Barbados becomes a republic, renouncing British queen
Barbados swears in its own president as head of state as Caribbean island distances itself from colonial past.
Barbados has become a republic, replacing the British monarch as its head of state and severing its last remaining colonial bonds nearly 400 years after the first English ships arrived at the Caribbean island.
The new republic was born to the cheers of hundreds of people lining Chamberlain Bridge in the capital, Bridgetown, at the stroke of midnight. A 21-gun salute fired as the national anthem of Barbados was played over a crowded Heroes Square.
Prince Charles, heir to the British throne, stood somberly as the royal standard was lowered and the new Barbados declared, a step republicans hope will spur discussion of similar proposals in other former British colonies where Queen Elizabeth II remains their sovereign.
After a dazzling display of Barbadian dance and music, complete with speeches celebrating the end of colonialism, Sandra Mason was sworn in as Barbados’s first president in the shadow of Barbados’s parliament.
Mason was elected last month by a joint session of the country’s House of Assembly and Senate
“Full stop this colonial page,” Winston Farrell, a Barbadian poet told the ceremony. “Some have grown up stupid under the Union Jack, lost in the castle of their skin.”
“It is about us, rising out of the cane fields, reclaiming our history,” he said. “End all that she mean, put a Bajan there instead.”
Supporters of the transition say removing the British queen as Barbados’s head of state sends a powerful message.
“Tonight’s the night!” read the front-page headline of Barbados’ Daily Nation newspaper.
“This is more of an emotional, historic, symbolic decision than a practical one,” said Al Jazeera’s Latin America Editor Lucia Newman, who was at the celebrations in the capital, Bridgetown.
The move to republicanism – which local leaders described as the “next logical step toward full sovereignty” – was announced last year during the annual Throne Speech.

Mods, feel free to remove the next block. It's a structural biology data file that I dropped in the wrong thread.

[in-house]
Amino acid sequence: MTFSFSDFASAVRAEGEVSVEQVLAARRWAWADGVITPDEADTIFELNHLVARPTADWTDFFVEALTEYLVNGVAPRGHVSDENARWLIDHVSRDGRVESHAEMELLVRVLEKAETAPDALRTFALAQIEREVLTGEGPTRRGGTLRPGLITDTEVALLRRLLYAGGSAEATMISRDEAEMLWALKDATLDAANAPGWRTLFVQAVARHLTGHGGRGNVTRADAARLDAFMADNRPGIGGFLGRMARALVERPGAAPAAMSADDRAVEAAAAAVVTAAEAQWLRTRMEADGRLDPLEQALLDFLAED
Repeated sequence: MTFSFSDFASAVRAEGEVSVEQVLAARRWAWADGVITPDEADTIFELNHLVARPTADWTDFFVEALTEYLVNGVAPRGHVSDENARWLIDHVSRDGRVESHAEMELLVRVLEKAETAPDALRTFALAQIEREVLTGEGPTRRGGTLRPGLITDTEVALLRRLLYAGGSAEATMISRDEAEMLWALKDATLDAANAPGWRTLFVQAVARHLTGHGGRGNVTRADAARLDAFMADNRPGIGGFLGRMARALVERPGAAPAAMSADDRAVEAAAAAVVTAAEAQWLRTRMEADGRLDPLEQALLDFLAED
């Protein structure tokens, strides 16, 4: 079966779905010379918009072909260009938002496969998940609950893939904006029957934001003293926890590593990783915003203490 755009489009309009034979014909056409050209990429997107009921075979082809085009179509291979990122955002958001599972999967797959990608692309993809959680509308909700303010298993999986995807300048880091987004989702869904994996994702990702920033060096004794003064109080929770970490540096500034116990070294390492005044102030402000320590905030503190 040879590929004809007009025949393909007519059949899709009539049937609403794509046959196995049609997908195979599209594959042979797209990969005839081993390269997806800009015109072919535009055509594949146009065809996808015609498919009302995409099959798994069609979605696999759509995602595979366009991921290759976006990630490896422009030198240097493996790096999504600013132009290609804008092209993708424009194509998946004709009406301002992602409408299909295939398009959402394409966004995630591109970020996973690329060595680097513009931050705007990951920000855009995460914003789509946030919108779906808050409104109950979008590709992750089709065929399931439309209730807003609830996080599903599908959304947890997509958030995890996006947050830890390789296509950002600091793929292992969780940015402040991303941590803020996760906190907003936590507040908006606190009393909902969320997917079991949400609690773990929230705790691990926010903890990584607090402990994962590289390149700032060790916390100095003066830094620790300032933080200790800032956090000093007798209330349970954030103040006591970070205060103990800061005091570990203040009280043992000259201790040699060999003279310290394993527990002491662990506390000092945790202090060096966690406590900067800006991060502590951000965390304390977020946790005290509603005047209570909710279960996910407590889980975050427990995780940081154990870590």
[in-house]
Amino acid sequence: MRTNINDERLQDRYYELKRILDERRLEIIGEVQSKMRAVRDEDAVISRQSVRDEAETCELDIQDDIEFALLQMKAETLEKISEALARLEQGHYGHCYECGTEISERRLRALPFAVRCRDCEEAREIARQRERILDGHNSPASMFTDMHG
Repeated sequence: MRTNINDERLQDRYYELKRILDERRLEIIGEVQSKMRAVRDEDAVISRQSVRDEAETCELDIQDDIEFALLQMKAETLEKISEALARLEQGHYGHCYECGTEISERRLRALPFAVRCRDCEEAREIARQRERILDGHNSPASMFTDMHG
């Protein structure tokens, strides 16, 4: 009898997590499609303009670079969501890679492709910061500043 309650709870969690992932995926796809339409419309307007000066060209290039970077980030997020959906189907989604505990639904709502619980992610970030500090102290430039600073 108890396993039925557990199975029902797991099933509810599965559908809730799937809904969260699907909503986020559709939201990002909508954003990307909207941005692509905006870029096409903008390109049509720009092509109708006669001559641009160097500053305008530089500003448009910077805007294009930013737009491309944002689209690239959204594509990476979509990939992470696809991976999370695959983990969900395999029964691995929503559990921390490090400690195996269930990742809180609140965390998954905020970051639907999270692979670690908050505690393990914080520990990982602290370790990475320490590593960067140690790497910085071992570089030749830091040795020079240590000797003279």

“The time has come to fully leave our colonial past behind,” said Mason, who delivered the speech on behalf of Mottley in her then-role as governor-general. “Barbadians want a Barbadian head of state.”
In Bridgetown, Barbadians have been preparing celebrations for their new republic, with Prince Charles expected to deliver a speech stressing that warm relations between the island and the UK would continue despite the constitutional change.
“I am happy. We are on our own now with no king or queen from England,” Nigel Mayers, 60, who sells oranges in the city centre, told the Reuters news agency. “This is the full drop after independence.”
Barbados will remain a republic within the Commonwealth, a grouping of 54 countries across Africa, Asia, the Americas and Europe.
But its withdrawal from the monarchy will bring the number of Commonwealth realms – countries that continue to have the queen as their head of state – to 15, including Australia, Canada, Jamaica, New Zealand and Papua New Guinea.
The last country to renounce the Crown was the Indian Ocean island of Mauritius in 1992.
Experts have said Barbados’s move may fuel republicanism in other Commonwealth realms, especially in Jamaica, where the two main political parties support breaking away from the monarchy completely.
Joe Little, managing editor of London-based Majesty Magazine, said Barbados’s decision was a “natural progression” of a trend that started with Queen Elizabeth II’s ascension to the throne in 1952.
“I think inevitably it’s one that will continue, not necessarily in this current reign but in the next – and probably accelerate,” he told the AFP news agency.
An island of nearly 300,000 people, Barbados gained independence from the United Kingdom in 1966.
“This has been a long process,” independent political analyst Kevon Edey told Al Jazeera. “Barbados has been looking to go for full sovereignty even back at independence.”
The country had been under British control since the 1620s, as British settlers turned it into a sugar colony dependent on the labour of thousands of enslaved Africans until emancipation in 1834.
That brutal history in Barbados and other Caribbean islands has spurred calls for reparations from the UK.
But the COVID-19 pandemic has dealt a blow to Barbados’s economy, which is dependent on tourism, and some residents say people are more concerned with that than the looming constitutional change.
“I think everybody is more concerned with their dollar today and what that means for tomorrow, especially with prices of things going up,” Laurie Callender, a 43-year-old information technology specialist, told Reuters. “People are more talking about that, in my opinion.”